The Negro Renaissance of the 1920s was a reflection in literature and art of the cultural changes experienced by the American Negro as he left the rural South for the economic and social advantages found in northern cities. The crowded, bustling life of the northern ghettoes accelerated the breakdown of older patterns of Negro life and thought, and gave rise to the concept of the "New Negro." Although the meaning of the term was somewhat vague, it contained the implication of the Negro's psychological break with past racial attitudes of subservience, humility, and self-apology. Negro writers, musicians, and painters of the Twenties attempted to give artistic expression to the more positive attitudes of self-acceptance and self-respect which the image of the New Negro seemed to connote. Rejecting past depictions of Negro life by Negro artists as being either too polemical or too apologetic, many of the young artists of the Negro Renaissance sought to portray Negro life objectively.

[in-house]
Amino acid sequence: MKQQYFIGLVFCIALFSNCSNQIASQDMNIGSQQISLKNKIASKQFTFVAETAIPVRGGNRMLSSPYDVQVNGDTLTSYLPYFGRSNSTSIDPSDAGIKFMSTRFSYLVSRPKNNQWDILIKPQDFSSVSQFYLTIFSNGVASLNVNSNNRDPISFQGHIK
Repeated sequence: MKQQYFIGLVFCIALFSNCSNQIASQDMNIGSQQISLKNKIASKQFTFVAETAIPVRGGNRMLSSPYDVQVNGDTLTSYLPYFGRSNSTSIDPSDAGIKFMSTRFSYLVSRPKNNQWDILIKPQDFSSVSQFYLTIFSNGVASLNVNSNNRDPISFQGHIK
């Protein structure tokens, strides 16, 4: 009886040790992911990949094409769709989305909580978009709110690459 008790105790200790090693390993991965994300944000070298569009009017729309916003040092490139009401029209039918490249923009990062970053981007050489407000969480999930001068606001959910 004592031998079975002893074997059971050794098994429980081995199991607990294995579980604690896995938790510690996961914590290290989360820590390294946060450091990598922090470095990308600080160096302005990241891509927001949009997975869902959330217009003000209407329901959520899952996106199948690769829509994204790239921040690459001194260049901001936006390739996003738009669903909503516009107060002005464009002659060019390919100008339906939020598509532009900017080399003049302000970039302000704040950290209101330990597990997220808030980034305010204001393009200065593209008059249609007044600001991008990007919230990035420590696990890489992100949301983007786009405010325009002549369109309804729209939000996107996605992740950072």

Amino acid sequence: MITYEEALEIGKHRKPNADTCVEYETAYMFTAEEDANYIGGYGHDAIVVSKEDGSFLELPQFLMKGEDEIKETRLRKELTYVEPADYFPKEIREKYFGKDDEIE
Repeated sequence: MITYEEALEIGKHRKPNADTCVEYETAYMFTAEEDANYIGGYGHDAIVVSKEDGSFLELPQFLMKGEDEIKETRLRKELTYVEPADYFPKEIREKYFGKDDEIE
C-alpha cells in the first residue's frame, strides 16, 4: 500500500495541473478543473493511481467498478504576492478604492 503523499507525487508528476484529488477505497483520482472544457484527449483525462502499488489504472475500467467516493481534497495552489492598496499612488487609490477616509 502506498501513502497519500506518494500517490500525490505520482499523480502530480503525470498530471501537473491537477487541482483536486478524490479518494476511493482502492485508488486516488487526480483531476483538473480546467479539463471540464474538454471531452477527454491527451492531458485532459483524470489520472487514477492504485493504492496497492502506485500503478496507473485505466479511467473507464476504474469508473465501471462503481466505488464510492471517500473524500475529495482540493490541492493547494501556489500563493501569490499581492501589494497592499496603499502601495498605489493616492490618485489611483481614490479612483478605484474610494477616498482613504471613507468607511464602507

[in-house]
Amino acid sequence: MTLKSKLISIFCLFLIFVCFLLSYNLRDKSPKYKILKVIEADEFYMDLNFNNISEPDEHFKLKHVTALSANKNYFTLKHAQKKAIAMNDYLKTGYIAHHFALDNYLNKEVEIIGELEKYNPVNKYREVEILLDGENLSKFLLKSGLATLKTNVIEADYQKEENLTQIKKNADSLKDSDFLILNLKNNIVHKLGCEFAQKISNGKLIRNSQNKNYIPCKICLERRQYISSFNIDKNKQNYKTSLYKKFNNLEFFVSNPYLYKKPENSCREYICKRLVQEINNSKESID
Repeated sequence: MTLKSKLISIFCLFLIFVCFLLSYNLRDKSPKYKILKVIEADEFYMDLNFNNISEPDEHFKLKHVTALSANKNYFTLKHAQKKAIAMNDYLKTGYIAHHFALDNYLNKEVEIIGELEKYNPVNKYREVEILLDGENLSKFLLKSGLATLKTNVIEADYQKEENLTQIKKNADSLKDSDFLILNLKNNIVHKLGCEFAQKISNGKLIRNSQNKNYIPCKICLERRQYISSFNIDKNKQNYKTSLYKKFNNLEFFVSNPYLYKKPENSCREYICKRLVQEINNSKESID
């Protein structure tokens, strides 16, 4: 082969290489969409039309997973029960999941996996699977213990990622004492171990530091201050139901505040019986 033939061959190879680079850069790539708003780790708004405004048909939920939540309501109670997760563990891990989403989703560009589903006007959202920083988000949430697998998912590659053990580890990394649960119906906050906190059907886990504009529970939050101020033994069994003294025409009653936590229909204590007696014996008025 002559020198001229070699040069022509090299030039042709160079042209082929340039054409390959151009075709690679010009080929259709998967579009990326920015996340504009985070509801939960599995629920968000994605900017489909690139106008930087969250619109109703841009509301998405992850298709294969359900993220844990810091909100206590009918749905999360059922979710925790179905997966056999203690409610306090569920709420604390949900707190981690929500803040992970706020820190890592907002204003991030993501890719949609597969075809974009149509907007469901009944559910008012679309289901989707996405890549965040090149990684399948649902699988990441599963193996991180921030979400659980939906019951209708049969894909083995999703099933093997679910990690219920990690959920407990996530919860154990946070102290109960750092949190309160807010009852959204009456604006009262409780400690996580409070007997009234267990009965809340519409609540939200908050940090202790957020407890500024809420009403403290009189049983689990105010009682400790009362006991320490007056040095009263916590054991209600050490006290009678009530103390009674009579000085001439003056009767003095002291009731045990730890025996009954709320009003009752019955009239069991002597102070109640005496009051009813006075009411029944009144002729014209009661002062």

During the early years of the decade, writers of the Negro intelligentsia who aspired to portray the image of the New Negro were faced with two major difficulties: the absence of an audience for their work and the lack of a means of publication. In addition, there was disagreement among the artists of the Negro Renaissance as to how the Negro should be portrayed. Some felt that the lower- class stratum of Negro life should be ignored; others believed that the vital elements of the Negro's cultural heritage were to be found primarily in lower- class Negro folk-life. These problems were further complicated by the struggle of most of the Negro artists to overcome the cultural dualism inherent in being both black and American.
The publicity which attended the announcement of the New Negro concept was instrumental in bringing the problems confronting Negro Renaissance art